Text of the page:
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To get a handle on what female fans want, a group of Kellogg students launched a fan survey, interviewed women at the team’s draft day fan event and spoke with other sports teams. “We were really driving our own agenda and doing whatever we needed to do,” Dominic Saunders ’13 says.

A win-win situation

A win-win situation

Kellogg students team up with the Chicago Bears to better engage female fans

By Sara Langen

10/12/2012 - You can learn a lot in the classroom, but when it comes to preparing future business leaders to succeed, nothing compares to real-world experience.

That’s why Kellogg partners with leading organizations to provide MBA students with experiential learning projects that offer invaluable opportunities to apply their skills. Recently Kellogg students successfully teamed up with the Chicago Bears, giving students invaluable hands-on experience and the Bears organization a better understanding of its female fan market.

Increasing female fan engagement
Many Kellogg classes involve working in teams, but the experience Dominic Saunders ’13 had working with the Chicago Bears through the Analytical Consulting Lab took collaboration to a whole new level.

“We were driving our own agenda and doing whatever we needed to do,” he recalls. “It’s all very well being in a classroom, but the pressure of reporting back to a professional organization every week and then presenting to the Chicago Bears front-office staff at the end means you have to take it seriously and apply the skills you’re learning.”

Saunders and classmates Laura Lukehart ’13, Nicky Schmidt ’13 and Rebecca Roux ’13 were charged with addressing how the team can increase engagement with female fans outside of ticket sales, since game tickets already sell out. Connecting with its female fan base is a key goal for the company, says Elaine Delos Reyes, Chicago Bears Director of Fan Marketing and Research.

“Almost half of Bears fans in the Chicago area are women,” she says. “People assume it’s mostly men, but it’s not. We wanted to learn more about engaging with them and making them feel special about being Bears fans.”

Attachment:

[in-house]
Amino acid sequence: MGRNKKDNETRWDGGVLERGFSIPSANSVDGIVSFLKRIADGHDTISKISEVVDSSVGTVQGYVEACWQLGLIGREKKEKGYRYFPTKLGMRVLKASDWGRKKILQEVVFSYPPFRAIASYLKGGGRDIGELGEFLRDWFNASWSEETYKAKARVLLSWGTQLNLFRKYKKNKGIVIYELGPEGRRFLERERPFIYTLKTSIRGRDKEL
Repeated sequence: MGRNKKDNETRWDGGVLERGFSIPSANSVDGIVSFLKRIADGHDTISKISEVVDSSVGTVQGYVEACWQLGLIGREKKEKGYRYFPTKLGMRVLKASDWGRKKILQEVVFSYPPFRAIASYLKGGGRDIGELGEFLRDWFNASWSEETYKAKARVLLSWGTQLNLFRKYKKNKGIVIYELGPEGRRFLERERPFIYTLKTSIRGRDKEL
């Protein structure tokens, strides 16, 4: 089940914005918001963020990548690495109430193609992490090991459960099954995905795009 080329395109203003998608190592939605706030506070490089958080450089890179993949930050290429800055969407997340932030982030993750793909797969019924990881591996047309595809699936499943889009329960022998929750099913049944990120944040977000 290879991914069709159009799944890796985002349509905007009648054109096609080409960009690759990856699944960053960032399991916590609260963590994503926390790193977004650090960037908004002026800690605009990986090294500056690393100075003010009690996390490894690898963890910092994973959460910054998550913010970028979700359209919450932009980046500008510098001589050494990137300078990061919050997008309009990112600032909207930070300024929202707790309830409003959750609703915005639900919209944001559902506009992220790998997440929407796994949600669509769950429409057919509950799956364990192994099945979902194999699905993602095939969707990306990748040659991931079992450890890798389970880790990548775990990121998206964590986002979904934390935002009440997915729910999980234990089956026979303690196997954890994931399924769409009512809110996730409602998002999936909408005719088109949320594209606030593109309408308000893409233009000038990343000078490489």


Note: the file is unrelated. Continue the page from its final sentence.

To get a sense of what female fans want, the students launched a fan survey, interviewed women at the team’s draft day fan event and spoke with other teams across a number of professional sports to see what initiatives had worked for them.

Understanding the female fan market
After analyzing the information they collected along with data from the Bears, the NFL and some of Kellogg’s secondary data sources, the group identified trends in female support, how many female fans watch, who they watch with and where.

“One thing that became clear pretty early was you couldn’t just talk about ‘a’ female fan — there were lots of different types of fans,” Saunders shares. “It was very important for the Bears to segment fans and always keep in mind which type of female fan they had for different initiatives.”

The students came up with a comprehensive package of research and recommendations that included a two-tiered membership Women’s Club, women-targeted events and initiatives to increase the team’s social media presence among women. The scope of the research and analysis and the detailed actionable steps impressed Bears management, Delos Reyes says.

“They were amazing,” she remembers of the students’ presentation. “We had key executives in the room — our CFO Karen Murphy was there and Ted Phillips, our team president. For him to take time out of his day to come and see the presentation, take a lot of notes and find things interesting and compelling, reflected that the work they’d done was very good.”

Beyond the great work product, the partnership also offered the Bears the chance to develop a relationship with Kellogg and its students.

“I was interested in sports, but I had never had an opportunity to get real-world experience like this,” Delos Reyes says. “We felt like this was a great way to provide that.”